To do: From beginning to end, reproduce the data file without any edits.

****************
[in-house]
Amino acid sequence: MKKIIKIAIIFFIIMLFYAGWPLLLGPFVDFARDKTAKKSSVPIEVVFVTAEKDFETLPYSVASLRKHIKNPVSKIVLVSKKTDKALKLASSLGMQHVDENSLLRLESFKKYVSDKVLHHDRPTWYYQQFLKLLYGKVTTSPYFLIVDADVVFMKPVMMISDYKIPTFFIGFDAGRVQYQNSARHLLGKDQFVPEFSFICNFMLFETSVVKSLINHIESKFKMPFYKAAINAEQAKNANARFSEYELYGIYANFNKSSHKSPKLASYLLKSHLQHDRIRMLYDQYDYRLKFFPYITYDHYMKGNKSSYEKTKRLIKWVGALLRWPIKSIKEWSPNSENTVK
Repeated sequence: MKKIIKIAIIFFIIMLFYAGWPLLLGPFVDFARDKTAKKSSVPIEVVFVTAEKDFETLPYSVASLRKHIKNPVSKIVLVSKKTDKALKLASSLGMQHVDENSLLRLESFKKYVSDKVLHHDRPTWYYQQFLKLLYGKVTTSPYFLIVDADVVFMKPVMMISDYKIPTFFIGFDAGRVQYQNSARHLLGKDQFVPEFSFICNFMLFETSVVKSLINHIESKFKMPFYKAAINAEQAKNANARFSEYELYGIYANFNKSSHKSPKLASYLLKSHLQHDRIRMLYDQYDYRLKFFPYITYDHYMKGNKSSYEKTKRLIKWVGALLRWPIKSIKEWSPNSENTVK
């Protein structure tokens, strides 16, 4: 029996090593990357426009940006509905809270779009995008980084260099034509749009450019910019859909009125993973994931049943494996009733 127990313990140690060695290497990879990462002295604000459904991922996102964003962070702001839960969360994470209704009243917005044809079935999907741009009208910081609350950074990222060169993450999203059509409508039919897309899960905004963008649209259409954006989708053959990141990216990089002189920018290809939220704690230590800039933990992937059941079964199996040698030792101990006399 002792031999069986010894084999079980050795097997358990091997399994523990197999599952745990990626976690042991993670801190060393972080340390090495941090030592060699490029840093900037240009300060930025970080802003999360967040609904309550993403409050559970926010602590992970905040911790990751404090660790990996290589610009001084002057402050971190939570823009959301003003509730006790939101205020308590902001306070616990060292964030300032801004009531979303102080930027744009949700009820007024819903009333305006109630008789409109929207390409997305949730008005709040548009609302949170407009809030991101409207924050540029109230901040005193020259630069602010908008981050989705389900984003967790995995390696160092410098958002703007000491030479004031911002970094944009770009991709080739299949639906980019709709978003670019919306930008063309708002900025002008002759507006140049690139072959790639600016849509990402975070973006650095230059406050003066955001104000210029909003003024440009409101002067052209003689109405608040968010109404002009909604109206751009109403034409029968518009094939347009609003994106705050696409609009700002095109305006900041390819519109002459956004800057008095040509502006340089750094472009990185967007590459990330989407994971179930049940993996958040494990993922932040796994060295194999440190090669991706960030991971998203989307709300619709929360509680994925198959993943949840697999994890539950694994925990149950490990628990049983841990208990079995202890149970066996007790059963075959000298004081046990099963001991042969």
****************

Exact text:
[in-house]
Amino acid sequence: MKKIIKIAIIFFIIMLFYAGWPLLLGPFVDFARDKTAKKSSVPIEVVFVTAEKDFETLPYSVASLRKHIKNPVSKIVLVSKKTDKALKLASSLGMQHVDENSLLRLESFKKYVSDKVLHHDRPTWYYQQFLKLLYGKVTTSPYFLIVDADVVFMKPVMMISDYKIPTFFIGFDAGRVQYQNSARHLLGKDQFVPEFSFICNFMLFETSVVKSLINHIESKFKMPFYKAAINAEQAKNANARFSEYELYGIYANFNKSSHKSPKLASYLLKSHLQHDRIRMLYDQYDYRLKFFPYITYDHYMKGNKSSYEKTKRLIKWVGALLRWPIKSIKEWSPNSENTVK
Repeated sequence: MKKIIKIAIIFFIIMLFYAGWPLLLGPFVDFARDKTAKKSSVPIEVVFVTAEKDFETLPYSVASLRKHIKNPVSKIVLVSKKTDKALKLASSLGMQHVDENSLLRLESFKKYVSDKVLHHDRPTWYYQQFLKLLYGKVTTSPYFLIVDADVVFMKPVMMISDYKIPTFFIGFDAGRVQYQNSARHLLGKDQFVPEFSFICNFMLFETSVVKSLINHIESKFKMPFYKAAINAEQAKNANARFSEYELYGIYANFNKSSHKSPKLASYLLKSHLQHDRIRMLYDQYDYRLKFFPYITYDHYMKGNKSSYEKTKRLIKWVGALLRWPIKSIKEWSPNSENTVK
């Protein structure tokens, strides 16, 4: 029996090593990357426009940006509905809270779009995008980084260099034509749009450019910019859909009125993973994931049943494996009733 127990313990140690060695290497990879990462002295604000459904991922996102964003962070702001839960969360994470209704009243917005044809079935999907741009009208910081609350950074990222060169993450999203059509409508039919897309899960905004963008649209259409954006989708053959990141990216990089002189920018290809939220704690230590800039933990992937059941079964199996040698030792101990006399 002792031999069986010894084999079980050795097997358990091997399994523990197999599952745990990626976690042991993670801190060393972080340390090495941090030592060699490029840093900037240009300060930025970080802003999360967040609904309550993403409050559970926010602590992970905040911790990751404090660790990996290589610009001084002057402050971190939570823009959301003003509730006790939101205020308590902001306070616990060292964030300032801004009531979303102080930027744009949700009820007024819903009333305006109630008789409109929207390409997305949730008005709040548009609302949170407009809030991101409207924050540029109230901040005193020259630069602010908008981050989705389900984003967790995995390696160092410098958002703007000491030479004031911002970094944009770009991709080739299949639906980019709709978003670019919306930008063309708002900025002008002759507006140049690139072959790639600016849509990402975070973006650095230059406050003066955001104000210029909003003024440009409101002067052209003689109405608040968010109404002009909604109206751009109403034409029968518009094939347009609003994106705050696409609009700002095109305006900041390819519109002459956004800057008095040509502006340089750094472009990185967007590459990330989407994971179930049940993996958040494990993922932040796994060295194999440190090669991706960030991971998203989307709300619709929360509680994925198959993943949840697999994890539950694994925990149950490990628990049983841990208990079995202890149970066996007790059963075959000298004081046990099963001991042969």